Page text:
Topographic Maps in the Brain

Abstract

A topographic map is a representation in which spatial location of activity within a neuronal array encodes some important feature of a stimulus. Such maps are a fundamental strategy of sensory processing in mammalian species

Keywords: projection maps; computational mapping; multiple streams; cortical map

Figure 1.

The cortical map of a nose. (a) A star‐nosed mole. (b) Electron micrograph of the right half of the nose, showing the 11 rays. Ray 11 is at the bottom left. The tiny bumps on the surface of the rays are Eimer's organs. The hole in the centre is the nostril. (c) Schematic depiction of the mole's body representation in S1 (‘talpunculus’). Percentages indicate the area of cortex responding to the given body part. (d) Tangential section through the nose area of S1. The section is stained for metabolic activity. The representations of the rays show up as darkly stained areas, separated by lightly stained ‘septa’. The topography of the ray representation reflects their arrangement on the snout. Panel (a) is courtesy of K. C. Catania. Other panels adapted from Catania and Catania and Kass (1997).

Figure 2.

The somatosensory ‘homunculus’. (a) The left hemisphere of the human brain. Primary somatosensory cortex is shaded green, primary motor cortex is shaded red. (b) Coronal section through the somatosensory cortex, showing how different parts of the body surface are represented. The relative sizes correspond to the amount of cortex devoted. Note the disproportionately large representation of the tongue, lips and the hand, and the very small representation of the trunk. Adapted from Penfield W and Rasmussen T The Cerebral Cortex of Man: A Clinical Study of Localization of Function. New York: Macmillan.

Figure 3.

Schematic representation of the auditory cortex of the moustached bat. The location of auditory cortex is shown in upper right. The three areas discussed in the text are also shown in higher resolution. Position within the circular area DSCF encodes both frequency and amplitude. Frequency is coded by angular position, and is constant along the radial arrows; amplitude is coded by radial distance from the centre, and is constant at any given radius (circular arrows). Area FM‐FM consists of three bands, the position within each of which codes echo delay. Echo delay increases in the directions indicated by the arrowheads. Area CF/CF consists of two bands, within which Doppler shift is mapped; increasing in the direction of the arrowheads. Adapted from Suga .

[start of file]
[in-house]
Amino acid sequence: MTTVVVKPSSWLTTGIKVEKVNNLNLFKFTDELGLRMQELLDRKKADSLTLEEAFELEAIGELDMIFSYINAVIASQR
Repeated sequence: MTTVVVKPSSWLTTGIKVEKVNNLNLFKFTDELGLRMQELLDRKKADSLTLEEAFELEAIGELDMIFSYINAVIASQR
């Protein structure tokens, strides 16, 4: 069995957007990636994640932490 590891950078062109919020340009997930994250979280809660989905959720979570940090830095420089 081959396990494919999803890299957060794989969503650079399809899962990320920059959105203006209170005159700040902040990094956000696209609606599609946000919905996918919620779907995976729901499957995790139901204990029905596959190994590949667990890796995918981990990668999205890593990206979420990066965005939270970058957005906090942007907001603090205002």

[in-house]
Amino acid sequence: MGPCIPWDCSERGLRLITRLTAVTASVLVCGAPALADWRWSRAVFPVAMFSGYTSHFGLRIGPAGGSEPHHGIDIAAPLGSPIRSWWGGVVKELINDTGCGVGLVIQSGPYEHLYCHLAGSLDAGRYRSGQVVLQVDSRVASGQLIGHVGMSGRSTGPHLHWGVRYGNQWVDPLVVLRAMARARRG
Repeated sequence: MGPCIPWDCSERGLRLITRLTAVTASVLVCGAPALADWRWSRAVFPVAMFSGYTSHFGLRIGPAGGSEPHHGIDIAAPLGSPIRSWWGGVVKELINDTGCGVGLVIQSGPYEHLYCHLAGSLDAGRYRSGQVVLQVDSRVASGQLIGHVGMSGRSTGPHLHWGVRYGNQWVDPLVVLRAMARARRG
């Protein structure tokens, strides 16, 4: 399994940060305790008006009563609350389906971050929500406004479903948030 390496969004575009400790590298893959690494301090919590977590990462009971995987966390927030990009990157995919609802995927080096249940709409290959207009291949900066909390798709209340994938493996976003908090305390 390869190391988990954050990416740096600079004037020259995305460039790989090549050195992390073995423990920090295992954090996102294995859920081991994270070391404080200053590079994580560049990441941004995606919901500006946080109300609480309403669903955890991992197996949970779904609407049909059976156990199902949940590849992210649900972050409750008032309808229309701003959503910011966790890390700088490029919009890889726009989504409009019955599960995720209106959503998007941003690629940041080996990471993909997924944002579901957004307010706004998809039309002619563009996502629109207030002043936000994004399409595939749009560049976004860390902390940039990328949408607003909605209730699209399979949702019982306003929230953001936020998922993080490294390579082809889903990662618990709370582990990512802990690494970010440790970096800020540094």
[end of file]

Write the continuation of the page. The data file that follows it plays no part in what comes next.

Figure 4.

Whisker maps in the rat somatosensory system. The whiskers are arranged in five rows on the rat's snout (centre). Each receptor cell innervates just a single whisker follicle, but here the whole nerve is shown branching to all follicles. The cell bodies of the receptor cells that innervate the whiskers are located in the V ganglion, and major output of which is to the principal trigeminal nucleus (Pr5) in the brainstem (left). This structure projects to the ventral posterior medial nucleus VPM of the thalamus (top), which in turn projects to the primary somatosensory cortex (S1, right) Adapted from Killackey et al. .

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References

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Catania KC (1999) A nose that looks like a hand and acts like an eye: the unusual mechanosensory system of the star‐nosed mole. Journal of Comparative Physiology A 185: 367–372.

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Further Reading

Buonomano DV and Merzenich MM (1998) Cortical plasticity: from synapses to maps. Annual Review of Neuroscience 21: 149–186.

Catania KC (1999) A nose that looks like a hand and acts like an eye: the unusual mechanosensory system of the star‐nosed mole. Journal of Comparative Physiology 185: 367–372.

Hughes HC (1999) Sensory Exotica: A World Beyond Human Experience Cambridge, MA: MIT Press.

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How to Cite close
Petersen, Rasmus S, and Diamond, Mathew E(Mar 2002) Topographic Maps in the Brain. In: eLS. John Wiley & Sons Ltd, Chichester. http://www.els.net [doi: 10.1038/npg.els.0000218]